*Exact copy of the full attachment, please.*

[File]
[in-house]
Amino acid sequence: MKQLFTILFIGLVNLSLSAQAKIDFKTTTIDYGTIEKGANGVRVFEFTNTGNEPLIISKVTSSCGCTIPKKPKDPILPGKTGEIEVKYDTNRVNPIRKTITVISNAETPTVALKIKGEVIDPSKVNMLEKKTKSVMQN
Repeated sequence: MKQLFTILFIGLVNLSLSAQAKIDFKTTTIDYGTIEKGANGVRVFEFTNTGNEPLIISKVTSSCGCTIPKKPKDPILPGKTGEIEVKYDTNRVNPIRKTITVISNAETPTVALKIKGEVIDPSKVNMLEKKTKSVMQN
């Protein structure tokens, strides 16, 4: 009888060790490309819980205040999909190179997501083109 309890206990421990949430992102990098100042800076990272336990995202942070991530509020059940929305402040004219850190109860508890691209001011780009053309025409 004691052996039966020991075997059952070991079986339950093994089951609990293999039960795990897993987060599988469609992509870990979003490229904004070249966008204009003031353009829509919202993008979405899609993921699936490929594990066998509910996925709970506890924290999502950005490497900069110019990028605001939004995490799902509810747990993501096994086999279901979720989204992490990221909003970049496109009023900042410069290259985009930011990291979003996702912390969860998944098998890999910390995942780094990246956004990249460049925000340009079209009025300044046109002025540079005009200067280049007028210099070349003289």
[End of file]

[in-house]
Amino acid sequence: MKQLFTILFIGLVNLSLSAQAKIDFKTTTIDYGTIEKGANGVRVFEFTNTGNEPLIISKVTSSCGCTIPKKPKDPILPGKTGEIEVKYDTNRVNPIRKTITVISNAETPTVALKIKGEVIDPSKVNMLEKKTKSVMQN
Repeated sequence: MKQLFTILFIGLVNLSLSAQAKIDFKTTTIDYGTIEKGANGVRVFEFTNTGNEPLIISKVTSSCGCTIPKKPKDPILPGKTGEIEVKYDTNRVNPIRKTITVISNAETPTVALKIKGEVIDPSKVNMLEKKTKSVMQN
């Protein structure tokens, strides 16, 4: 009888060790490309819980205040999909190179997501083109 309890206990421990949430992102990098100042800076990272336990995202942070991530509020059940929305402040004219850190109860508890691209001011780009053309025409 004691052996039966020991075997059952070991079986339950093994089951609990293999039960795990897993987060599988469609992509870990979003490229904004070249966008204009003031353009829509919202993008979405899609993921699936490929594990066998509910996925709970506890924290999502950005490497900069110019990028605001939004995490799902509810747990993501096994086999279901979720989204992490990221909003970049496109009023900042410069290259985009930011990291979003996702912390969860998944098998890999910390995942780094990246956004990249460049925000340009079209009025300044046109002025540079005009200067280049007028210099070349003289």